Our family has been into rugs for over 60 years. Rugs used to be the main trade in Kauhava when Arvo Syvänen established his rug mill in the early sixties.

Henri, 3rd generation rug maker (pictured in the 80s), had an aspiration to combine his family’s vast knowledge in rug making with modern aesthetics and a strive for more sustainable future.

Woven Works was born to make this aspiration come true. The goal is to create collections that are sustainable, functional and playful – in collaboration with designers who share these goals.

For us, sustainability is central for rug making. It covers both the enviromental and social aspects of what we do.

From environmental perspective, we aim to mimize resource and energy use, while creating novel and lasting products that modern consumers love. That’s not an easy task, but we think we’ve already found some guiding principles.

Using recycled materials whenever possible is the first principle. Huomenna collection is a great example of that – to our knowledge it is the first-ever design rug collection from recycled wool.

Second principle is quality & design. Patchwork and ARC collections were created from the best materials available. When you have the best material and a timeless design, your rug has an infinite life span.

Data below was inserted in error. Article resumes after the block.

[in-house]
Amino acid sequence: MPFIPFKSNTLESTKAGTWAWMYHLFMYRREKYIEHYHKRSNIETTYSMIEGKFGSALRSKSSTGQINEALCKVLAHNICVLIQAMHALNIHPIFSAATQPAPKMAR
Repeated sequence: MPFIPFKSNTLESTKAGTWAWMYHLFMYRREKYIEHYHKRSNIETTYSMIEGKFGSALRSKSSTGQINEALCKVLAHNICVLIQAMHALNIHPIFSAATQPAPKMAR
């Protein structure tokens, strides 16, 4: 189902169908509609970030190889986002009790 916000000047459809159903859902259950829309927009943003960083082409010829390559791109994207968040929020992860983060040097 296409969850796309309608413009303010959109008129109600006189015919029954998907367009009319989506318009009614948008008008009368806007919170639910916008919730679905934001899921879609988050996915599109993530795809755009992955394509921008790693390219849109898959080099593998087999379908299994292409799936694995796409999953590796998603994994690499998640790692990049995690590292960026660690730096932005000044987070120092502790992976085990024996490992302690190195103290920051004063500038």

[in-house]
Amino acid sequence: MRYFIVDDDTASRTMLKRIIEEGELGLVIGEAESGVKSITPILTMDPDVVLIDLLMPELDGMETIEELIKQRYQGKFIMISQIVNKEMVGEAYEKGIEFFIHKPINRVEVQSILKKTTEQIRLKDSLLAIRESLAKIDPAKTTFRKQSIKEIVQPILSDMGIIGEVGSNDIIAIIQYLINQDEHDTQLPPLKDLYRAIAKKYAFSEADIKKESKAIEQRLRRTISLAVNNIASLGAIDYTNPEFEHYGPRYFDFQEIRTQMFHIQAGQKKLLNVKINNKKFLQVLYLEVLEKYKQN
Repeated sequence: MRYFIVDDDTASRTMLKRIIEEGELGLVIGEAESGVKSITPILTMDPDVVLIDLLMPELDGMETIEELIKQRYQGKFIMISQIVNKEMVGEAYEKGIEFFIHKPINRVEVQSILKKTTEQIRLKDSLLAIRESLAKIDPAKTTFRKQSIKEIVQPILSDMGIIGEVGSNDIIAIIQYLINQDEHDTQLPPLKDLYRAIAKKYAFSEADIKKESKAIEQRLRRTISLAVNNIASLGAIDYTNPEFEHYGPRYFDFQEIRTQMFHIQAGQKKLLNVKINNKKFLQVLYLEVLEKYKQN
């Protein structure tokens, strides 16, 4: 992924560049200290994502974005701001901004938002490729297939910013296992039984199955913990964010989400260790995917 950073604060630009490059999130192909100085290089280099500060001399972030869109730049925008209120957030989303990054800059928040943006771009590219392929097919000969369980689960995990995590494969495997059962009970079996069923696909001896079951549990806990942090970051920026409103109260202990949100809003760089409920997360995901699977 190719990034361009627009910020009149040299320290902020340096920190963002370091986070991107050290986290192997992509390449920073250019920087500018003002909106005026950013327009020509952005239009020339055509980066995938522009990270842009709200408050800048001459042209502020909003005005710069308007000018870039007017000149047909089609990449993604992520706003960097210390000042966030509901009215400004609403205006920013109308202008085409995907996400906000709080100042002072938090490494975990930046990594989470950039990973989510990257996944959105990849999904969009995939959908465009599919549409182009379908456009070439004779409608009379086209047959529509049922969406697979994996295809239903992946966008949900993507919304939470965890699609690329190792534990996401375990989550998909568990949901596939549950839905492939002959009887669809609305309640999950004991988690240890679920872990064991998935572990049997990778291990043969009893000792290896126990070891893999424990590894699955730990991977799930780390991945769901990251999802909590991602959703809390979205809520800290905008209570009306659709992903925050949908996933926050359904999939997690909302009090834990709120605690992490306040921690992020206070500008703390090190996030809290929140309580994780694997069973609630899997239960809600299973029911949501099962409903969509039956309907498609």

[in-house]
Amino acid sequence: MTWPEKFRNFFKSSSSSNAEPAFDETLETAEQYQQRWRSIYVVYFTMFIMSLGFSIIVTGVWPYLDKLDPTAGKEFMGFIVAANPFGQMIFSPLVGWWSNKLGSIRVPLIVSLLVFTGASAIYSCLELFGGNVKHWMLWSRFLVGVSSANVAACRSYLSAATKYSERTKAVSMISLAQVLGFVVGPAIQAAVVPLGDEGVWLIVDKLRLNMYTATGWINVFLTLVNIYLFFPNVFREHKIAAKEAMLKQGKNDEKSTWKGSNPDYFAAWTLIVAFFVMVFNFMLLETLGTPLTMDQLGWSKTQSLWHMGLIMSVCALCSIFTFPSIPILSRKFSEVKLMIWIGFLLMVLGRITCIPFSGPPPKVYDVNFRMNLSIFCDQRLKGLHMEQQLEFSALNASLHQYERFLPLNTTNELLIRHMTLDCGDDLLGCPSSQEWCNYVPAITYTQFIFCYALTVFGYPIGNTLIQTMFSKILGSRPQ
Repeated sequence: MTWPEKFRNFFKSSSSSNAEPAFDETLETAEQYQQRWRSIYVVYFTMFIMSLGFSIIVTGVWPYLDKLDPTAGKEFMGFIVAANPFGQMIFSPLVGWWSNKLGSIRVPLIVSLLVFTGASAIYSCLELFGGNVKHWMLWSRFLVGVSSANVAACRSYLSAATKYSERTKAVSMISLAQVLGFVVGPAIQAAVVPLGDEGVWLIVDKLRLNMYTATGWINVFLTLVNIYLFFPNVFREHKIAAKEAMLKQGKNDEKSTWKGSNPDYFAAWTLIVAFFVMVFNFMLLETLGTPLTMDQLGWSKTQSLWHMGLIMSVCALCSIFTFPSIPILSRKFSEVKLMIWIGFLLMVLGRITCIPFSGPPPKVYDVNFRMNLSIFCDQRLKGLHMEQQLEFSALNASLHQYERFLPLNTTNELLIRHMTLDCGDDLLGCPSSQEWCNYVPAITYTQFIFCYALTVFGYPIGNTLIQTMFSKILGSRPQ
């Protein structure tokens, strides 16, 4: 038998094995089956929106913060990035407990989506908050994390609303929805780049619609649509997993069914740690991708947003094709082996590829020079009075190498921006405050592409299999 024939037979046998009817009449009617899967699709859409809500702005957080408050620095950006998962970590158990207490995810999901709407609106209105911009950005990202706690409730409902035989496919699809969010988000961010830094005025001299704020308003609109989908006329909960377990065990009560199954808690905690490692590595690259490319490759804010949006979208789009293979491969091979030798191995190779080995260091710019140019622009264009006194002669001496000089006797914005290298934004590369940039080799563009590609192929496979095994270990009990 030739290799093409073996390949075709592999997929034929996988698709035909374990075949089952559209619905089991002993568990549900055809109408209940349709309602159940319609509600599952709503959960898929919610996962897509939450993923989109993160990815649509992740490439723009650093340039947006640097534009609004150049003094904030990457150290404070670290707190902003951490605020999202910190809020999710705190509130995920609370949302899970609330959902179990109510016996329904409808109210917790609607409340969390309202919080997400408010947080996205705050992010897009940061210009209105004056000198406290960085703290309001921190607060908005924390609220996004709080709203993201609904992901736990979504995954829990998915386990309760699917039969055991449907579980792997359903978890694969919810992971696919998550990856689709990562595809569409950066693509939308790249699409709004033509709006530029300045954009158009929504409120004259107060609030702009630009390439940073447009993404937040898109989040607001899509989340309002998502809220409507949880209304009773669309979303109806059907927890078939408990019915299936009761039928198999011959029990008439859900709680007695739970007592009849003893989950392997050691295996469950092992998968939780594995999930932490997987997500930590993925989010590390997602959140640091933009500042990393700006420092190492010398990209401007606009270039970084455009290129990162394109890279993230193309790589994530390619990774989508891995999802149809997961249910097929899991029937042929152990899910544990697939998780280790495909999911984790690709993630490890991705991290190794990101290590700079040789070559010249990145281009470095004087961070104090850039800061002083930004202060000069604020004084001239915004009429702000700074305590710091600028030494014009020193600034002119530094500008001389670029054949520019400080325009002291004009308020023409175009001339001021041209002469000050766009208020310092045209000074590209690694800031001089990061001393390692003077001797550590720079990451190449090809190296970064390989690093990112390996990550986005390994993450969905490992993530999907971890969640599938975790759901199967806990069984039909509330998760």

From social perspective, our guiding principle has always been to see and experience it ourselves. We travel to India at least once a year to inspect each step in the process.

Our hand-woven rugs are made in the area of a town called Sitapur, which is one of the main hubs of rug making in India. Hand-knotted rugs are made in Bhadohi, which is another rug hub close to Varanasi.

Weaving often takes place in local communities where farming is the main way of living. Thus, rug making is an important way for these communities to earn extra income and improve their living conditions. This is exactly the same what happened in Kauhava – as late as in the 80’s, every farmer used to have a weaving machine to make extra income!

We’re also in process of getting a social certification for our value chain, but we still believe that going the extra mile and visiting these communities ourselves is central to being sustainable.  

Sustainability is a journey that can never be finished.